Does area-based social capital matter for the health of Australians? A multilevel analysis of self-rated health in Tasmania

Anne M Kavanagh, Gavin Turrell, S V Subramanian
International Journal of Epidemiology 2006, 35 (3): 607-13

BACKGROUND: Material circumstances and collective psychosocial processes have been invoked as potential explanations for socioeconomic inequalities in health; and, linking social capital has been proposed as a way of reconciling these apparently opposing explanations.

METHODS: We conducted multilevel logistic regression of self-rated health (fair or poor vs excellent, very good, or good) on 14 495 individuals living within 41 statistical local areas who were respondents to the 1998 Tasmanian Healthy Communities Study. We modelled the effects of area-level socioeconomic disadvantage and social capital (neighbourhood integration, neighbourhood alienation, neighbourhood safety, social trust, trust in public/private institutions, and political participation), and adjusted for the effects of individual characteristics.

RESULTS: Area-level socioeconomic disadvantage was associated with poor self-rated health (beta = 0.0937, P < 0.001) an effect that was attenuated, but remained significant, after adjusting for individual characteristics (beta = 0.0419, P < 0.001). Social trust was associated with a reduction in poor self-rated health (beta = -0.0501, p = 0.008) and remained significant when individual characteristics (beta = -0.0398, P = 0.005) were included. Political participation was non-significant in the unadjusted model but became significant when adjusted for individual characteristics (beta = -0.2557, P = 0.045). The effects of social trust and political participation were attenuated and became non-significant when area-level socioeconomic disadvantage was included.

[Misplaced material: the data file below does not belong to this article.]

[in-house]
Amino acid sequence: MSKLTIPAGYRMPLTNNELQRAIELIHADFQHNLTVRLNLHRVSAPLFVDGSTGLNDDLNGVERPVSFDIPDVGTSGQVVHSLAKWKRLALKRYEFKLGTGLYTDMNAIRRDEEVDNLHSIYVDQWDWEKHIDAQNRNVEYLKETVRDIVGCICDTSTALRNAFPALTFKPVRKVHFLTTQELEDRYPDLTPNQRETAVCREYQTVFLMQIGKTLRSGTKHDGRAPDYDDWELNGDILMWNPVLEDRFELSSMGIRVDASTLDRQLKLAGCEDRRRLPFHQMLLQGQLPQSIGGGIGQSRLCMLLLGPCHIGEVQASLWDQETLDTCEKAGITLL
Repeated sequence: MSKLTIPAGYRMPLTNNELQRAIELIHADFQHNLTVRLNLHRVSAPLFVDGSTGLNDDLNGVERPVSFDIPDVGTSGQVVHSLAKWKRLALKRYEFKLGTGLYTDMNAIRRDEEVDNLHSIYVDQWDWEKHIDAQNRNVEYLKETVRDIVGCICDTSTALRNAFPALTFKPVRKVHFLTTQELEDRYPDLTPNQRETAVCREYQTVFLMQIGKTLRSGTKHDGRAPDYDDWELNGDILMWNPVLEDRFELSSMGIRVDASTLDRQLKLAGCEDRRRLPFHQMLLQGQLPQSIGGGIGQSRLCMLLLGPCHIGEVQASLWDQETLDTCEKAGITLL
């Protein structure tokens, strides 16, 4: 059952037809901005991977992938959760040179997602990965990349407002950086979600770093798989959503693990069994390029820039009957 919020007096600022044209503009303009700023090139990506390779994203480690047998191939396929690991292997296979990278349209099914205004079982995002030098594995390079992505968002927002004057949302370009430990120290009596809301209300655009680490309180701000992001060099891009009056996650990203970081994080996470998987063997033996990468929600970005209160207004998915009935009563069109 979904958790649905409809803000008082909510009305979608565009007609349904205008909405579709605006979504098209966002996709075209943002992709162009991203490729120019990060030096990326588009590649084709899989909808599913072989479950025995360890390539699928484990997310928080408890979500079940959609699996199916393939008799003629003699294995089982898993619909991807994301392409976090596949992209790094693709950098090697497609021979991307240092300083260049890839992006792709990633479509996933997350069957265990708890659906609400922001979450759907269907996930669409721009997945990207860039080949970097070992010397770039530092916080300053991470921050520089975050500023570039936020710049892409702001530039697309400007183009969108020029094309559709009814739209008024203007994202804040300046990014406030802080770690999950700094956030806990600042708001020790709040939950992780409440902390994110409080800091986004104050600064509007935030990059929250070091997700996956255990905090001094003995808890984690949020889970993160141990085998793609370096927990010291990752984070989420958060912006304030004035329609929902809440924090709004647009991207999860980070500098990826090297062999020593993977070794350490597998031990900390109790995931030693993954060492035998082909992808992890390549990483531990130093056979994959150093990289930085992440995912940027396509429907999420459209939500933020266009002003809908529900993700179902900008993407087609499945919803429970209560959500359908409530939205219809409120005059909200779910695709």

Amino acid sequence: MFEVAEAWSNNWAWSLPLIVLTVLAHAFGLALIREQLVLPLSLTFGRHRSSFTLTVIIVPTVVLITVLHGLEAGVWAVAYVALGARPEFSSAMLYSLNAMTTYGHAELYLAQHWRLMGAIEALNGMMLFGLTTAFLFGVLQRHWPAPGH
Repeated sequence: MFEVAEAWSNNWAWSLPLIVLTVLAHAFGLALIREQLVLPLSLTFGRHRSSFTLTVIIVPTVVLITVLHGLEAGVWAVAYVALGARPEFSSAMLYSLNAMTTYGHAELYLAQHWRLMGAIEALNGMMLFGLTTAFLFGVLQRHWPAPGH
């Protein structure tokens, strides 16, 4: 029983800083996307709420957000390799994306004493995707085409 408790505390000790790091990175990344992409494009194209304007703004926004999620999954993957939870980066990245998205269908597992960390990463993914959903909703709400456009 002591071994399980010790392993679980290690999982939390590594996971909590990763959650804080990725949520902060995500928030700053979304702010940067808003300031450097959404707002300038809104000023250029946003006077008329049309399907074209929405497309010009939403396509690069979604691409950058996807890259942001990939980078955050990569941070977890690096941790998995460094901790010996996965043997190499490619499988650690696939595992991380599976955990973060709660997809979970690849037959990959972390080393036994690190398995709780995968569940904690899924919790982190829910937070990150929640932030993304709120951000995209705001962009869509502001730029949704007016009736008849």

CONCLUSION: Area-based socioeconomic disadvantage is a determinant of self-rated health in Tasmania, but we did not find an independent effect of area-level social capital. These findings suggest that in Tasmania investments in improving the material circumstances in which people live are likely to lead to greater improvements in population health than attempts to increase area-level social capital.

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